In one of several U.S. Senate confirmation hearings Wednesday for top posts in Donald Trump's administration, U.S. ambassador to the United Nations nominee Nikki Haley said the U.S. cannot trust Russia.
"I don't think we can trust them," Haley told the Senate Foreign Relations Committee on Wednesday. But Haley, who is governor of South Carolina, left open the possibility of cooperating with Russia on issues of mutual interest.
"We do need their help with ISIS and with some other threats that we all share," she added.
Haley's expressed mistrust of Russia appears to contrast with the position of the incoming president, who repeatedly praised Russian President Vladimir Putin during and after his presidential campaign.
Haley's position on the creation of a national registry for Muslims residing in the U.S. also differ's from the president-elect's.
WATCH: Gov. Nikki Haley on need for strong America
"I don't think there should be any registry based on religion," she said.
Haley also was critical of President Barack Obama's administration for allowing the U.N. Security Council to condemn Israel. U.S.-Israeli relations reached a low point last month when the Obama administration abstained from voting on a U.N. resolution demanding an end to Israeli settlements in occupied territory.
Haley's testified the U.N. is "often at odds with American national interests" and the "U.N. seeks to create an international environment that encourages boycotts of Israel."
Trump's choice for Commerce Secretary, billionaire Wilbur Ross, said nations that do not trade fairly should be "severely punished."
Speaking before the Senate Commerce Committee, Ross called China the "most protectionist" country in the world. Ross also said China talks about fair trade, but its practices fall short of its rhetoric.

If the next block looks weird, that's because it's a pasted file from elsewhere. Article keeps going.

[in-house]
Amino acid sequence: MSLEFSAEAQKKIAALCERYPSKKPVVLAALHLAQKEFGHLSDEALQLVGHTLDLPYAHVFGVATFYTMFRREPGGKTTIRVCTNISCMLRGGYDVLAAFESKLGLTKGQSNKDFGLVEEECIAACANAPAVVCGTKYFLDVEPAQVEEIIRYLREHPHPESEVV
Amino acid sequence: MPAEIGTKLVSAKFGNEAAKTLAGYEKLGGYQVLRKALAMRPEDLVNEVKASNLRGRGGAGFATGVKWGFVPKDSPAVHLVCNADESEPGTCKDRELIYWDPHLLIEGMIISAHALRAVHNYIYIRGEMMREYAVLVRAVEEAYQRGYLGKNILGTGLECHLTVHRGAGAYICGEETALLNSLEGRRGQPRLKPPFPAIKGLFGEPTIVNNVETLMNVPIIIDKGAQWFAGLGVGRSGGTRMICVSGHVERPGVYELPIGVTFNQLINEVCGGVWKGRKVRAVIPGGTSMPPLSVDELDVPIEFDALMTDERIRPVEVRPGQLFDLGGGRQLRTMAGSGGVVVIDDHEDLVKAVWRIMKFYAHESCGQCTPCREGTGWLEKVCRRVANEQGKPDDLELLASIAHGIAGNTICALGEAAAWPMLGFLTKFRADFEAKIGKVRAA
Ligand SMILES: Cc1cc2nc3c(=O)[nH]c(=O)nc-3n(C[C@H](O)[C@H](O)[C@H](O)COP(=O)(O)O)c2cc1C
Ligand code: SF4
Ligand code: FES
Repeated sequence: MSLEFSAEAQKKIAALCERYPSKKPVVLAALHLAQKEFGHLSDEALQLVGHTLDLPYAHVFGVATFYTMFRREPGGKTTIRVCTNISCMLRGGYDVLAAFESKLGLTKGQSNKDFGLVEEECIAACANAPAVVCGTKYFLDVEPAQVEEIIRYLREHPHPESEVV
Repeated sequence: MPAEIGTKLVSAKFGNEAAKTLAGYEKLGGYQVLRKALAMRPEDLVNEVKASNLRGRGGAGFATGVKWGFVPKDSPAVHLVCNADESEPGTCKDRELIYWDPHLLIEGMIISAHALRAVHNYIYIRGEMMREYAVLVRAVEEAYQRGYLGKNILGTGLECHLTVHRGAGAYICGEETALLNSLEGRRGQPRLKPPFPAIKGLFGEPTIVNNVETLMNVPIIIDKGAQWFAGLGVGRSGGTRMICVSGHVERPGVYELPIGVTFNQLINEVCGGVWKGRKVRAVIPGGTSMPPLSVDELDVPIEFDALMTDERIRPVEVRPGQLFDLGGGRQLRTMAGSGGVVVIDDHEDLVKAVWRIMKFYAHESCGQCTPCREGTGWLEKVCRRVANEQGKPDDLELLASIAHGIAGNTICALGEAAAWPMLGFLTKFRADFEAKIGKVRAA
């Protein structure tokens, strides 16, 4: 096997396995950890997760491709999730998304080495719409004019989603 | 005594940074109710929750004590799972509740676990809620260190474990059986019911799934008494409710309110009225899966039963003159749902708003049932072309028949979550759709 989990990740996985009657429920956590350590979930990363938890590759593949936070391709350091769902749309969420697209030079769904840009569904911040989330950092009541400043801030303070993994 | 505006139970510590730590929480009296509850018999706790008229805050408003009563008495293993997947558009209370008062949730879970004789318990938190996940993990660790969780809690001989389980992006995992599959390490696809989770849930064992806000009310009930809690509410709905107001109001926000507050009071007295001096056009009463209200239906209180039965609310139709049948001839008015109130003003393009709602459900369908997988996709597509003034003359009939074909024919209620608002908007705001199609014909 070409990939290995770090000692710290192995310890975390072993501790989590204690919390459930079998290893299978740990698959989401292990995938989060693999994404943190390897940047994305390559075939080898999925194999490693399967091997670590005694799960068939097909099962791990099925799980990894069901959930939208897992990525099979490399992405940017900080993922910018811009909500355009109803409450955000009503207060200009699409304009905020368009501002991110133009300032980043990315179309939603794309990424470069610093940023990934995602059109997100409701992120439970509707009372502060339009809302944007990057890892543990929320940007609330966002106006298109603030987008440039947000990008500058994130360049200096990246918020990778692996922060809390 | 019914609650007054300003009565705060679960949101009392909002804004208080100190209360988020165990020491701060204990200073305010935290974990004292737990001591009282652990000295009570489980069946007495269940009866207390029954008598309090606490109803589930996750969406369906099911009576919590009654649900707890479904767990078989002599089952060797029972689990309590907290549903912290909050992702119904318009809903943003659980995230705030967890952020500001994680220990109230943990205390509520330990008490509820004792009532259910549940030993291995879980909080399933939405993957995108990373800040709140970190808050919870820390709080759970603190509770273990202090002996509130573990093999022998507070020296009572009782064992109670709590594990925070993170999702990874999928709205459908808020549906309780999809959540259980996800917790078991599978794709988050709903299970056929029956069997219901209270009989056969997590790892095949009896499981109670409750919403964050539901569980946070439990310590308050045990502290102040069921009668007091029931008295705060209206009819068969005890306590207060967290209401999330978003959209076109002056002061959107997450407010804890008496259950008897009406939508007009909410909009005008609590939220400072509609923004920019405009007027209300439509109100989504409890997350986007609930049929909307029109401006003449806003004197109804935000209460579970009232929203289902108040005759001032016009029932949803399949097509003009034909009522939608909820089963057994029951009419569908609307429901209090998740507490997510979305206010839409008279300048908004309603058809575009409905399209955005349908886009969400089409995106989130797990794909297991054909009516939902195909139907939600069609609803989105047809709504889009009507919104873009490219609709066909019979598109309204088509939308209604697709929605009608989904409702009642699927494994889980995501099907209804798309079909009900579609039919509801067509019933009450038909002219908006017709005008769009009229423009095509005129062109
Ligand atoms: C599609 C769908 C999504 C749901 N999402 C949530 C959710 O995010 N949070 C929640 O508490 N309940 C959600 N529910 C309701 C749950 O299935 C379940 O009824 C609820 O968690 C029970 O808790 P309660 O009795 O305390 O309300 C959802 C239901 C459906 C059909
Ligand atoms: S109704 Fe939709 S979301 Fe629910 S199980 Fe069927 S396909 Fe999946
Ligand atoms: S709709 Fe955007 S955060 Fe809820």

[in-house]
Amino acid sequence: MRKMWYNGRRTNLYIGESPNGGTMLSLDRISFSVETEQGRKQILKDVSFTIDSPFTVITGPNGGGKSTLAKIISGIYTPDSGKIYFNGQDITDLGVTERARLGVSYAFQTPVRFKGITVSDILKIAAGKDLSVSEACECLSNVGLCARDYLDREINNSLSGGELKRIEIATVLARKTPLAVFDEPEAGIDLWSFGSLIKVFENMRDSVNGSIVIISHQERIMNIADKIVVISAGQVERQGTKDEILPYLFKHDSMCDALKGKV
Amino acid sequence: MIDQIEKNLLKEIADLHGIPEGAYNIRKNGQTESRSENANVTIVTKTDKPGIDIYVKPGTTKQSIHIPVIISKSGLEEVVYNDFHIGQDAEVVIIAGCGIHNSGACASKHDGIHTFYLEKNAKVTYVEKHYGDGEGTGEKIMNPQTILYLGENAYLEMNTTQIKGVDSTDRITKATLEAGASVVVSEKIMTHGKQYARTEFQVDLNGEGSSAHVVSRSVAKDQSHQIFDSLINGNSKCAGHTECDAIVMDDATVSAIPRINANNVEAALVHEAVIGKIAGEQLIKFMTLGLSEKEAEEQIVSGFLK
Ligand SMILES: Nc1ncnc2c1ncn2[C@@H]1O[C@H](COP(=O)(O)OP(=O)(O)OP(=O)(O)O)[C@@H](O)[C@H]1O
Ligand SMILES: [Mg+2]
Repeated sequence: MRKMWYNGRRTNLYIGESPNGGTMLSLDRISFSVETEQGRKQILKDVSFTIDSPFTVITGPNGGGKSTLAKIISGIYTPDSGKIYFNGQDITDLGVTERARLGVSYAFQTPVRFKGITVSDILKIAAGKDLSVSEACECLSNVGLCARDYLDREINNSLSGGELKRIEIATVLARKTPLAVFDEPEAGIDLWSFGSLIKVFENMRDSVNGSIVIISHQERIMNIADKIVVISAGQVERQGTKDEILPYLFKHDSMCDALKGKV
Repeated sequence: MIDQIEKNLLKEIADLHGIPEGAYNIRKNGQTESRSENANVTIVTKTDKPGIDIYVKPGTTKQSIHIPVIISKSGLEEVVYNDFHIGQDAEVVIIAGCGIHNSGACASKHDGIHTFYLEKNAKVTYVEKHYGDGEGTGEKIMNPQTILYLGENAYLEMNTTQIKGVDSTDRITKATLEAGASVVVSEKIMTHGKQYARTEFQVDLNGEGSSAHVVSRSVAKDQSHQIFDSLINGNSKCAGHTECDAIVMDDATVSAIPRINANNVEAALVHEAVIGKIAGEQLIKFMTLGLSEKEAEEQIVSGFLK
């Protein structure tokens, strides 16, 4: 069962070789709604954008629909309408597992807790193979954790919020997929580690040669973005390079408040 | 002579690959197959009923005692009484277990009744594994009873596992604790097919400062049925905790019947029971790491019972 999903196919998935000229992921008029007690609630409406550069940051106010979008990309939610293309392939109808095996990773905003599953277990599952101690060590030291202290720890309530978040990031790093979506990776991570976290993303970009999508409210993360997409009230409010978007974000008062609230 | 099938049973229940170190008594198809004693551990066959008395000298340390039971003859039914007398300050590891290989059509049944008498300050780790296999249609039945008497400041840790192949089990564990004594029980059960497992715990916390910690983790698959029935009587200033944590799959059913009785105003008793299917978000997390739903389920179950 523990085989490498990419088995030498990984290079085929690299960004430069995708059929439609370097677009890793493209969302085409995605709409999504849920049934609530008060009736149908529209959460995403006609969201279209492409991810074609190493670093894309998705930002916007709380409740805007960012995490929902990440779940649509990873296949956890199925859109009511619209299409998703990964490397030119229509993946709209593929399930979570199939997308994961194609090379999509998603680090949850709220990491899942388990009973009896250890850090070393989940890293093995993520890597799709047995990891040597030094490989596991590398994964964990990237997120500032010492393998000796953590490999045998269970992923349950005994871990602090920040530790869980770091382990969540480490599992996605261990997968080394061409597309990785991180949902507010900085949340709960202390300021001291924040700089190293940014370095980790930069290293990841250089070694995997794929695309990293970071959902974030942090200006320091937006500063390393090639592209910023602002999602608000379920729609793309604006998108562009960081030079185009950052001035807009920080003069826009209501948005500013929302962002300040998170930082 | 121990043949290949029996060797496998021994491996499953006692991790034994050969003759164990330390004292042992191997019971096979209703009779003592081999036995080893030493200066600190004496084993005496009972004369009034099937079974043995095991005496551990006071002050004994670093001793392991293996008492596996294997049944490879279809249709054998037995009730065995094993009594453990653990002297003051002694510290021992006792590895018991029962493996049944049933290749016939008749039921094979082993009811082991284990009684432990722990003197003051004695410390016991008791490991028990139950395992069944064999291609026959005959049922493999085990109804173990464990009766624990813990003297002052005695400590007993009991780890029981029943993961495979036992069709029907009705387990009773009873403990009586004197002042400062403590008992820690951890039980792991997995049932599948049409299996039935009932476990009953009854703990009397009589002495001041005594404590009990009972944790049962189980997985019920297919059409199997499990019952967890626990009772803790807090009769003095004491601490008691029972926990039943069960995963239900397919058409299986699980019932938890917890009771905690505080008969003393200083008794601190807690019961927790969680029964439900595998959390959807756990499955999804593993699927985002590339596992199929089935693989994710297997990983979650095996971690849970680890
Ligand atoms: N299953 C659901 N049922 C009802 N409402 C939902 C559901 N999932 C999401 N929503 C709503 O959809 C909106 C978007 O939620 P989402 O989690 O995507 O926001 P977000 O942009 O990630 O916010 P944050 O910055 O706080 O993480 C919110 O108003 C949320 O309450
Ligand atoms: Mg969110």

Ross told senators that he is not anti-trade, but favors "sensible" trade that benefits U.S. workers and companies.
If confirmed by the Senate, Ross is expected to play a larger-than-usual role in U.S. trade issues. He said examining trade policy with Canada and Mexico will be a "very early topic."
Ross, the 79-year-old chairman of a private equity firm, is known in financial circles as the "king of bankruptcy" for buying and restoring distressed companies to profitability.
After developing a specialty as a banker in bankruptcy and corporate restructuring, Ross launched W.L. Ross in 2000 and earned part of his fortune by investing in troubled factories in the industrial U.S. Midwest, sometimes generating profits by limiting employee benefits.
Earlier this week, Ross agreed with the Office of Government Ethics to divorce himself from his business affairs. Ross will divest from 40 businesses and investments within 90 days of being confirmed, and he will divest from another 40 within 180 days.
The president-elect has been at odds with the head of the ethics agency over his refusal to divest himself of his business empire. Trump has said he will instead turn control of his business affairs to his sons.
HHS, EPA nominees
The Senate Health, Education, Labor and Pensions Committee questions Trump's pick to head the Department of Health and Human Services about the impact of Trump's plans to replace President Barack Obama's health care law, which provides medical insurance for about 20 million people.
Congressman Tom Price, who is an orthopedic surgeon, drafted his own plan to replace the law. An independent analysis concluded Price's plan would have saved taxpayers money, but it also would have covered fewer people.
WATCH: Price is questioned on ties to tobacco industry
Oklahoma Attorney General Scott Pruitt, Trump's choice to lead the Environmental Protection Agency, faces tough questioning by the Senate Environment and Public Works Committee about his ties to the energy industry. Pruitt is a climate change skeptic, who as Oklahoma's top prosecutor has sued more than a dozen times the agency he has been nominated to lead.
When he first became Oklahoma's attorney general, Pruitt eliminated the unit responsible for protecting the state's natural resources.
WATCH: Senator Barrasso on Pruitt's qualifications to lead EPA